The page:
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Excerpted from the Germany Career Guide

Cost of Living

The good news: consumer prices in Germany are holding steady, up by a manageable 2.0 percent from a year ago. This rate matches the European Central Bank’s (ECB) target rate of 2.0 percent and is virtually unchanged in the past six months. Germany is Europe’s largest economy, with a thriving workforce and rising consumer demand.

Even better news: Germany’s rising wages are topping inflation, giving consumers a real purchasing power increase. Germany’s Federal Statistics Office reports German wages had their biggest increase in nearly four years, up by 3.2 percent year-on-year.

Not-so-good news: Unfortunately, Germany’s economic health is tied to the economic weakness of the European countries struggling with an escalating debt crisis.


With more than 644,000 km of paved roads, road travel is very popular in Germany. Germany’s system of high-speed motorways, known as the Autobahn, is world famous.

Public Transport: All major cities in Germany feature impressive public transport systems. Tube, tram and buses assure reliable transportation. Berlin, Hamburg, Frankfurt, Munich and Nuremburg each have subways known as U-Bahn. During the night, there often exists a network of night buses, providing a cheaper alternative to taking a taxi. Many of Germany's cities encourage cyclists with designated bicycle lanes.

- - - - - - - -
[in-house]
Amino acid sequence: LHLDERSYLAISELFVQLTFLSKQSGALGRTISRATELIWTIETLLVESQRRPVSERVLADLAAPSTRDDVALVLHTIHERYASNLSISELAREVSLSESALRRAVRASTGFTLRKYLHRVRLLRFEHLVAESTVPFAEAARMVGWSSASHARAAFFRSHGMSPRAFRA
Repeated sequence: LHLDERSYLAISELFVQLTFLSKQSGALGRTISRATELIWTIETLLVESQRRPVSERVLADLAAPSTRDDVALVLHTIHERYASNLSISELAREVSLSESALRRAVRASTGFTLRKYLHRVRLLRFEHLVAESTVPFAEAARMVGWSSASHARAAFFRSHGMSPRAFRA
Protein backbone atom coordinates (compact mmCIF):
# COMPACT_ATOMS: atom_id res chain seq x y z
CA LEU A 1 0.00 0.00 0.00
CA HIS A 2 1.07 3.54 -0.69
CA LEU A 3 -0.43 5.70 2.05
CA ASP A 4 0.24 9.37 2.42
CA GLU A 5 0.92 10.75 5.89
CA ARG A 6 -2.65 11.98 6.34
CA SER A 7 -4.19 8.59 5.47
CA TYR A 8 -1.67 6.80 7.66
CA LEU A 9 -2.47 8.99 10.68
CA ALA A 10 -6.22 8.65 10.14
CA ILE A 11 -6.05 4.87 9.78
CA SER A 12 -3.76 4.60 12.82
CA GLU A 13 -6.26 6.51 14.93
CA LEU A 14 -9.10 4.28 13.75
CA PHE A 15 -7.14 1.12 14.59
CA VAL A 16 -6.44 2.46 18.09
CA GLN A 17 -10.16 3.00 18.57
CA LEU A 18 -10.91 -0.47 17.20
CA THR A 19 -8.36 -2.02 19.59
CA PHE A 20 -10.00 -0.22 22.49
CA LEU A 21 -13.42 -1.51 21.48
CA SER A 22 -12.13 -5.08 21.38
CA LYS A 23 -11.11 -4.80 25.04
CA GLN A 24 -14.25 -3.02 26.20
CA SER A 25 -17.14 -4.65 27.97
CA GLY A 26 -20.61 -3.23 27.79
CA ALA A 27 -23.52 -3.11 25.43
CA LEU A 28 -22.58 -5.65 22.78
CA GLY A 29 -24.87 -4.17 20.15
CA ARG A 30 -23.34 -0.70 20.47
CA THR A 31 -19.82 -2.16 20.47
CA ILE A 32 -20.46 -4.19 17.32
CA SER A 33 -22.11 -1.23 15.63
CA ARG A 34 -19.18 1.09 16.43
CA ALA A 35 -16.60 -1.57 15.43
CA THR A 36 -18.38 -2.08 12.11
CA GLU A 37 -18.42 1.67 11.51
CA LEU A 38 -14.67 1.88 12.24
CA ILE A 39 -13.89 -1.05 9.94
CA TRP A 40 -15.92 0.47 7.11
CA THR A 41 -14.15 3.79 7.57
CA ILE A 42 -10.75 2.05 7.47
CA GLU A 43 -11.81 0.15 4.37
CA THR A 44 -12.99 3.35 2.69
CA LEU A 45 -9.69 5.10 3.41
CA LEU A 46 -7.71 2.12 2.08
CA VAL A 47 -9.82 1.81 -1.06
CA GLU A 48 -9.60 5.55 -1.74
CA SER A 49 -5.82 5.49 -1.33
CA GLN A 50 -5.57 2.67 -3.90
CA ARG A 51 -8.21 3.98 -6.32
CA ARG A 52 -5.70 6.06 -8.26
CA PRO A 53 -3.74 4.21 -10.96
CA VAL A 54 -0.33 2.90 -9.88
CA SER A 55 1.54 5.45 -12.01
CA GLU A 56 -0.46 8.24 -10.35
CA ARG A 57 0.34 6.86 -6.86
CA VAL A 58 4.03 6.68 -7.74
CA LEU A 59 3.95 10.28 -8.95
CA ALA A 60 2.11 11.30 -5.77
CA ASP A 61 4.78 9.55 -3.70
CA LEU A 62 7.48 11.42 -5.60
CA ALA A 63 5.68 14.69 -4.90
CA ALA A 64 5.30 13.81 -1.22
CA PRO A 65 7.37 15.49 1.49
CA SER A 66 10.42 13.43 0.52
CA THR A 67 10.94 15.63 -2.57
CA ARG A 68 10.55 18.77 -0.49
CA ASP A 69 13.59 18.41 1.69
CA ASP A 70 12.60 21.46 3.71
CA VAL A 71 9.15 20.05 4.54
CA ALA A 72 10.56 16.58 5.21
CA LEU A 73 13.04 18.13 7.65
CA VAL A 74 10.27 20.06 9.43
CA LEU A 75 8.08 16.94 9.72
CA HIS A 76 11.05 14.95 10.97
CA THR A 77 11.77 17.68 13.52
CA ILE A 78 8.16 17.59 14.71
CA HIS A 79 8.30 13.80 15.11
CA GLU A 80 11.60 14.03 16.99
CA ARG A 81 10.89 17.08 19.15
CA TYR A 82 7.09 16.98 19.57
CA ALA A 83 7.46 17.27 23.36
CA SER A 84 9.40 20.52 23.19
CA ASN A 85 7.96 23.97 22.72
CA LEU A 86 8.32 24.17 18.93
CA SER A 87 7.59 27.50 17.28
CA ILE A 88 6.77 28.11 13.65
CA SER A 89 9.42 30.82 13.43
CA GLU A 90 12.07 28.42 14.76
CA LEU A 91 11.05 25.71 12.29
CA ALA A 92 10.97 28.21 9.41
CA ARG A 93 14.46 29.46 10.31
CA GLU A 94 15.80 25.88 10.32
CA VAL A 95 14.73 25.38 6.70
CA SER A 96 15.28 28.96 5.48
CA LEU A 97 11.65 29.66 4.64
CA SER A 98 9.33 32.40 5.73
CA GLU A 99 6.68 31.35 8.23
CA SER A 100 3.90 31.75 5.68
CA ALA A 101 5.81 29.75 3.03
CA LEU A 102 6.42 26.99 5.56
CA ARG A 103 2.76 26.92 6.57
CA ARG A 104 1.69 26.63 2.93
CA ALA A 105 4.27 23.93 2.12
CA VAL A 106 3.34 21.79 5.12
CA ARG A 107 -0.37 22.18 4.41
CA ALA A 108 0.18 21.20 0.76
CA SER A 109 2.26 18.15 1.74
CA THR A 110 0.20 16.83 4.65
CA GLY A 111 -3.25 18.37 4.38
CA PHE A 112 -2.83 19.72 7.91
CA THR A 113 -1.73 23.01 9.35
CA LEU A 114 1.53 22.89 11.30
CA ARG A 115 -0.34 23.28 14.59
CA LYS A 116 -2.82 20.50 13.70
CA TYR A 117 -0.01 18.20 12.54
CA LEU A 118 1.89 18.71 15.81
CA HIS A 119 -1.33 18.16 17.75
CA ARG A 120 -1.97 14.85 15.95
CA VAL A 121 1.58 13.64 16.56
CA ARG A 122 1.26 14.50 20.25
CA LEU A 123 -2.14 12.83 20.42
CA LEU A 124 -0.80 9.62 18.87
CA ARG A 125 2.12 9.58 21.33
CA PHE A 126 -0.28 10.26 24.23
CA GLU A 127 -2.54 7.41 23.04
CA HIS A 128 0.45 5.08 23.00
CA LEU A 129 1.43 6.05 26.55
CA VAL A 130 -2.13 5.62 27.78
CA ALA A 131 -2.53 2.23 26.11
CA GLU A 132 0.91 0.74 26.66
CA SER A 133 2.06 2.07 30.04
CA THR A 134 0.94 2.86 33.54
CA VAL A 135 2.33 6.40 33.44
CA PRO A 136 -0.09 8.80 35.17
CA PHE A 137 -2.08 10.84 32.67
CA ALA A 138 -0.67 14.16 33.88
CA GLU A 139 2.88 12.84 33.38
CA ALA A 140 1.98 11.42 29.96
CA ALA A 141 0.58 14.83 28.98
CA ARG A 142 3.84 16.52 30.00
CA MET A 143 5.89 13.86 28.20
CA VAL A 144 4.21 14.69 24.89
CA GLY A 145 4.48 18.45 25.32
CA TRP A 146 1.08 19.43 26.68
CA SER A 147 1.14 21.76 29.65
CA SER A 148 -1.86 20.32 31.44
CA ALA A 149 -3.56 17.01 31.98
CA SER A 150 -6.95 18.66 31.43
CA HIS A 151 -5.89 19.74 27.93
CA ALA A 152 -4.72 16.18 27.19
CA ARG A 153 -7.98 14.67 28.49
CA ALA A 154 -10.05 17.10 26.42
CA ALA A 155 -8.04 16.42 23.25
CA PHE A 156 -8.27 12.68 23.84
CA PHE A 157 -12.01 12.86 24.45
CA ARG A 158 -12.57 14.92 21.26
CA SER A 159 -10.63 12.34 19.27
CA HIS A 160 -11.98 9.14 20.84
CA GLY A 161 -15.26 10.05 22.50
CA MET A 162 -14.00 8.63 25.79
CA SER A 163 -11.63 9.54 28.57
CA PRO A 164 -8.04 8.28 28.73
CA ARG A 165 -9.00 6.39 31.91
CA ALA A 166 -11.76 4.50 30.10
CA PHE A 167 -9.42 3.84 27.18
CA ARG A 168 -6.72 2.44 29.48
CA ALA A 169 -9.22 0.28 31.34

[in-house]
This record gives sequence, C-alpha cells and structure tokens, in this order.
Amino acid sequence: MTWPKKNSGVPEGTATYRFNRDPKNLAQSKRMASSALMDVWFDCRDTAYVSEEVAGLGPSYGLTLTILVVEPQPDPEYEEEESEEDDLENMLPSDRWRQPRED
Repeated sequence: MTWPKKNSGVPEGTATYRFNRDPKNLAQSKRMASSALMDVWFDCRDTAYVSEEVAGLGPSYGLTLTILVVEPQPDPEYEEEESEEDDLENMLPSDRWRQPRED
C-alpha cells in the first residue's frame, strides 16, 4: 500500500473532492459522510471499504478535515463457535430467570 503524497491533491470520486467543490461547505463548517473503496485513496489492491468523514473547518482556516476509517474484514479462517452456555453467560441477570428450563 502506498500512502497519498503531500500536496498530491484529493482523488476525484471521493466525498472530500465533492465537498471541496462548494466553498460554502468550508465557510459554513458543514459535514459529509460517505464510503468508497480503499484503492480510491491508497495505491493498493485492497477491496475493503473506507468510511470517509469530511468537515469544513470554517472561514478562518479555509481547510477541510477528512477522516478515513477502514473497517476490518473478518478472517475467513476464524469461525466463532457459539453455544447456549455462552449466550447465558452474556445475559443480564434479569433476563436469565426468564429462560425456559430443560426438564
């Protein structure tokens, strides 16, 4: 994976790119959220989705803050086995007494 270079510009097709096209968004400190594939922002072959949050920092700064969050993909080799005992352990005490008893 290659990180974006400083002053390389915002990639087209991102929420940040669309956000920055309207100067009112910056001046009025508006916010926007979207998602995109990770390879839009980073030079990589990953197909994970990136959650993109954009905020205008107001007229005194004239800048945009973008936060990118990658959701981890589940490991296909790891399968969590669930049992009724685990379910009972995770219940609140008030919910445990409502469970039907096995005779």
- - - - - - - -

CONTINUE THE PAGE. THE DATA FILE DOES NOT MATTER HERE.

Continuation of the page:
The German housing market is hot, so much so that many economists fear a real estate bubble may be brewing.

The reasons for the sharp increases in the prices for residential housing in Germany are complex, including the relative stability of the German economy versus other troubled Euro Zone countries, low interest rates on mortgages, a shortage of attractive properties in Germany’s major metro areas and the historically low home ownership rate in Germany.


Individuals pay several types of taxes in Germany. Income tax, solidarity contributions, church tax (where applicable), employee contributions to social insurance (health insurance, pension insurance and long-term care insurance) and unemployment insurance are deducted from the agreed gross wage and transferred by an employer directly to the institutions responsible. Income earned from employment is subject to a wage tax, or Lohnsteuer, and is withheld from an employee’s pay by the employer. Income earned through other sources is subject to income tax, or Einkommensteuer. In addition to these taxes, Germany also has an ad valorem or Value Added Tax (VAT) for goods and services, which is officially called the Umsatzsteuer (USt), but it was originally called Mehrwertsteuer (MwSt.) and is often still referred to by this name., There are also taxes on motor vehicles and real estate. Those who wish to be affiliated with one of Germany’s official churches also pay a church tax or Kirchensteuer.

This is just a short sample of what you’ll find in over 100 pages of information in the complete Germany Guide.

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